We only print rumors – ahem, “unconfirmed reports” – when we want them to be true. And this one, we really want it to be true.
This is the real estate empire founded by Sheldon H. Solow, the mega-developer who died in November 2020 at the age of 92. What we heard is in the realm of maybe, hopefully maybe, but probably true.
According to a knowledgeable source, the closed Solow Art & Architecture gallery at 9 W. 57th St. will finally open to the public in 2023. Not only that, but also the gallery full of masterpieces that can currently only be viewed from The exterior is to be expanded to include another gallery, or an extension of the existing one, on the west side of 58th Street from the tower.
Construction will begin soon, we were told.
The Solow Art & Architecture Foundation has long rested behind the sidewalk-level windows of 9 West, as is well known. One of the city’s most desirable office towers since it opened in 1974, it had skyrocketing rents of more than $100 per square foot long before other buildings.
But the gallery’s banning policy has come under attack because Solow received tax breaks for having a “public” gallery that is not open to the public. Art lovers should peer through the reflection-darkened windows to catch glimpses of works by artists such as Henri Matisse, Jean Dubuffet, Alberto Giacometti, Joan Miró, Francis Bacon, Henry Moore, and Franz Kline.
The masterpieces are or were part of Solow’s legendary private art collection, valued at $500 million. A year ago, the foundation sold Sandro Botticelli’s “Young Man Holding a Rondel” – which has never been shown in the 9 West gallery – for $92.2 million at a Sotheby’s auction.
The sale through the tax-exempt foundation saved Solow nearly $33 million in capital gains taxes for the painting he bought in 1982 for $1.3 million .
The future of the gallery is in the hands of Stefan Soloviev, Sheldon’s son who now controls the Solow Foundation as well as several companies under the banner of the Soloviev Group, which includes the various real estate branches of the family business.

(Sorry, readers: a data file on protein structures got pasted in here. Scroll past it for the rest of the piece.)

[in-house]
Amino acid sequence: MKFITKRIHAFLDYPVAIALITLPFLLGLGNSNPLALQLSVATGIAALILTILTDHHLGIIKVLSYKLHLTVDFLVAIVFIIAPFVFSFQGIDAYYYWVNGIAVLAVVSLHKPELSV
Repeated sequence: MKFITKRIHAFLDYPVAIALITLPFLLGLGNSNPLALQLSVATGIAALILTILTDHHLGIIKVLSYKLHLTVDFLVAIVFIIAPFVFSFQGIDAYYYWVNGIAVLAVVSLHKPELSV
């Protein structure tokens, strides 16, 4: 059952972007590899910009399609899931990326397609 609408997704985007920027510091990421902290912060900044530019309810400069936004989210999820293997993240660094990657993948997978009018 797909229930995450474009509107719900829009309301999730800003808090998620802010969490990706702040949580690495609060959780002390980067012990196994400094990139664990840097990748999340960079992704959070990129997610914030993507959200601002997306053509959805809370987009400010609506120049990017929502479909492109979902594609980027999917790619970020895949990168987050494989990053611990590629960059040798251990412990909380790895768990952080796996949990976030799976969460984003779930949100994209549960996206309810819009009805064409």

Soloviev, a colorful character renowned for having as many as 20 children and an explosive temper, told The New York Times shortly after his father’s death that in the future “the collection will be available to the public.” When asked where it might be – like in a new museum or somewhere else – he replied, “Wherever I want.”
He did not respond to our emails seeking comment.
Digital sports platform Fanatics has quietly signed a deal for more than 75,000 square feet over three floors of RFR’s 95 Morton, we learned, bringing the 220,000 square foot office building to 100% occupancy. This is a significant expansion for the company, which currently has 50,000 square feet at 205 Hudson St.
The lease is silent. No one at RFR or Fanatics would comment on or confirm the deal.
Neither did the Cushman & Wakefield brokers who replaced Fanatics or an Avison Young team for RFR.
But market sources said the move would take into account the company’s plans to build new businesses in the sports ecosystem, including licensed merchandise, trading cards and games.
Aby Rosen’s RFR bought the century-old former factory in the West Village for $206 million in 2017 and converted it into state-of-the-art offices.
There will soon be life again on the Upper East Side’s infamous empty lot at the southwest corner of First Avenue and East 78th Street – and it won’t be rats and bad herbs.
The corner lot at 1487 First Ave. was sold by its longtime family owners to California-based Carmel Partners for $73.5 million, The Real Deal reported. The wood-fenced site was hated in the expensive neighborhood for its uncontrolled vermin infestation and for mutating weeds that grew up to 20 feet.
The Post first reported on the situation last month, when a neighborhood rally demanding action drew new city council member Julie Menin and Rep. Carolyn Maloney.
Lawmakers tried to persuade the former owners, three sisters from the Chou family, to turn the eyesore into a temporary community garden. They sold the land instead, but Menin convinced the Chous to put some rat poison and cut the tall weeds.
The new owners will probably develop a small apartment building. Meanwhile, Menin is talking with the city’s parks department and economic development corporation to create a public garden on a nearby vacant city-owned site in council’s District 5.
“We found a location, but it needs approvals,” she said.